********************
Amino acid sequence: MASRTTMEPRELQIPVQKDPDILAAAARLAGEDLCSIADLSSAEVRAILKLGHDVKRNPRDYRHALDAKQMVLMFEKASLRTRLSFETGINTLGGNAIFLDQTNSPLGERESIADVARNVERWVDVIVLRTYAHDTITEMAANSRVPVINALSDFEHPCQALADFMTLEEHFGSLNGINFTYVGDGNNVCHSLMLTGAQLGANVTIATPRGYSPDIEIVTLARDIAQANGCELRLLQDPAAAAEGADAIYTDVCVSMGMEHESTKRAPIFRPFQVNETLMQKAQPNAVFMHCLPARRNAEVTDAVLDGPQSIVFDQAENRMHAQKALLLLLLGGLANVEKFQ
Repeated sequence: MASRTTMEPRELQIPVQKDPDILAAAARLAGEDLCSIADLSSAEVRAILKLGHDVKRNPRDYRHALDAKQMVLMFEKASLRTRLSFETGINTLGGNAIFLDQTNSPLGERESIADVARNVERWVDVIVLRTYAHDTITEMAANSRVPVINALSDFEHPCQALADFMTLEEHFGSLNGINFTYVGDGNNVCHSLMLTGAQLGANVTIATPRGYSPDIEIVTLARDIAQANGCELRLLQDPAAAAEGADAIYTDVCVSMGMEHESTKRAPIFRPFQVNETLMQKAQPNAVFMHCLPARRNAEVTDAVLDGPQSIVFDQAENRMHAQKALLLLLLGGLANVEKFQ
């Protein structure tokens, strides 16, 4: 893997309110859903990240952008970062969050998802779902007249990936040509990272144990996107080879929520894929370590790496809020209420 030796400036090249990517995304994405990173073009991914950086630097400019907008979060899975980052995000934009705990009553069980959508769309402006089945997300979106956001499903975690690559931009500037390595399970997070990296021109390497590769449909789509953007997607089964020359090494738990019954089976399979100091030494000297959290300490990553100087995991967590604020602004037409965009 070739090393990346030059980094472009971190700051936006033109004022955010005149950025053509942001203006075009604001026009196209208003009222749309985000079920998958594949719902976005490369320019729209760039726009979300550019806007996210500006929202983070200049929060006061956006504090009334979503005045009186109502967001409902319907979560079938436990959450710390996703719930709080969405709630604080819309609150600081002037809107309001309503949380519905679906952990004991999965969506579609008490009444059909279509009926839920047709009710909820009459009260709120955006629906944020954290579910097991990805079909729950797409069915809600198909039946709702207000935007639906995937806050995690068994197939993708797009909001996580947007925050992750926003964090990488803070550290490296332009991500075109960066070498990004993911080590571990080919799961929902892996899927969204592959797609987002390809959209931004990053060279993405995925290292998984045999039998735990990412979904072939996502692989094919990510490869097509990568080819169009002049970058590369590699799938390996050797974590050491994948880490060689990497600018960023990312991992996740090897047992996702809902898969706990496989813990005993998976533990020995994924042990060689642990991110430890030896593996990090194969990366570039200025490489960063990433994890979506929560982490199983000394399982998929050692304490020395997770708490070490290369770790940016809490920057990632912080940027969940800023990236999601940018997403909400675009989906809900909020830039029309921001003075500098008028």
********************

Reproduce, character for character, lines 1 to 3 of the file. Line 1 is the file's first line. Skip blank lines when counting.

Amino acid sequence: MASRTTMEPRELQIPVQKDPDILAAAARLAGEDLCSIADLSSAEVRAILKLGHDVKRNPRDYRHALDAKQMVLMFEKASLRTRLSFETGINTLGGNAIFLDQTNSPLGERESIADVARNVERWVDVIVLRTYAHDTITEMAANSRVPVINALSDFEHPCQALADFMTLEEHFGSLNGINFTYVGDGNNVCHSLMLTGAQLGANVTIATPRGYSPDIEIVTLARDIAQANGCELRLLQDPAAAAEGADAIYTDVCVSMGMEHESTKRAPIFRPFQVNETLMQKAQPNAVFMHCLPARRNAEVTDAVLDGPQSIVFDQAENRMHAQKALLLLLLGGLANVEKFQ
Repeated sequence: MASRTTMEPRELQIPVQKDPDILAAAARLAGEDLCSIADLSSAEVRAILKLGHDVKRNPRDYRHALDAKQMVLMFEKASLRTRLSFETGINTLGGNAIFLDQTNSPLGERESIADVARNVERWVDVIVLRTYAHDTITEMAANSRVPVINALSDFEHPCQALADFMTLEEHFGSLNGINFTYVGDGNNVCHSLMLTGAQLGANVTIATPRGYSPDIEIVTLARDIAQANGCELRLLQDPAAAAEGADAIYTDVCVSMGMEHESTKRAPIFRPFQVNETLMQKAQPNAVFMHCLPARRNAEVTDAVLDGPQSIVFDQAENRMHAQKALLLLLLGGLANVEKFQ
């Protein structure tokens, strides 16, 4: 893997309110859903990240952008970062969050998802779902007249990936040509990272144990996107080879929520894929370590790496809020209420 030796400036090249990517995304994405990173073009991914950086630097400019907008979060899975980052995000934009705990009553069980959508769309402006089945997300979106956001499903975690690559931009500037390595399970997070990296021109390497590769449909789509953007997607089964020359090494738990019954089976399979100091030494000297959290300490990553100087995991967590604020602004037409965009 070739090393990346030059980094472009971190700051936006033109004022955010005149950025053509942001203006075009604001026009196209208003009222749309985000079920998958594949719902976005490369320019729209760039726009979300550019806007996210500006929202983070200049929060006061956006504090009334979503005045009186109502967001409902319907979560079938436990959450710390996703719930709080969405709630604080819309609150600081002037809107309001309503949380519905679906952990004991999965969506579609008490009444059909279509009926839920047709009710909820009459009260709120955006629906944020954290579910097991990805079909729950797409069915809600198909039946709702207000935007639906995937806050995690068994197939993708797009909001996580947007925050992750926003964090990488803070550290490296332009991500075109960066070498990004993911080590571990080919799961929902892996899927969204592959797609987002390809959209931004990053060279993405995925290292998984045999039998735990990412979904072939996502692989094919990510490869097509990568080819169009002049970058590369590699799938390996050797974590050491994948880490060689990497600018960023990312991992996740090897047992996702809902898969706990496989813990005993998976533990020995994924042990060689642990991110430890030896593996990090194969990366570039200025490489960063990433994890979506929560982490199983000394399982998929050692304490020395997770708490070490290369770790940016809490920057990632912080940027969940800023990236999601940018997403909400675009989906809900909020830039029309921001003075500098008028």